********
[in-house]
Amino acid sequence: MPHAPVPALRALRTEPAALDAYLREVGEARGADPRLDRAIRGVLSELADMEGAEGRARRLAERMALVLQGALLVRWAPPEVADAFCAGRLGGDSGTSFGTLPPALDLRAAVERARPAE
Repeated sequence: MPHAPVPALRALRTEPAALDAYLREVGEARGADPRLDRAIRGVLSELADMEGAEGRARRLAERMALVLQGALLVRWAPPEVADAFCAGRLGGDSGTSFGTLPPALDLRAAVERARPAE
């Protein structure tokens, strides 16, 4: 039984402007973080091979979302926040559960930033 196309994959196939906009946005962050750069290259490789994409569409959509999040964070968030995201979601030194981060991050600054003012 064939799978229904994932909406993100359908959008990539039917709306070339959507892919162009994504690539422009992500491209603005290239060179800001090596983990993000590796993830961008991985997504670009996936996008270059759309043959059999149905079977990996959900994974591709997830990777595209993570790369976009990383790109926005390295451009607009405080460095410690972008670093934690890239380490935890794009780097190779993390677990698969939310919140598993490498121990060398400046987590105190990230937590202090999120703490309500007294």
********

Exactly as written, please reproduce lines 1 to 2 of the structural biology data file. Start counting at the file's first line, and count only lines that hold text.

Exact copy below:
[in-house]
Amino acid sequence: MPHAPVPALRALRTEPAALDAYLREVGEARGADPRLDRAIRGVLSELADMEGAEGRARRLAERMALVLQGALLVRWAPPEVADAFCAGRLGGDSGTSFGTLPPALDLRAAVERARPAE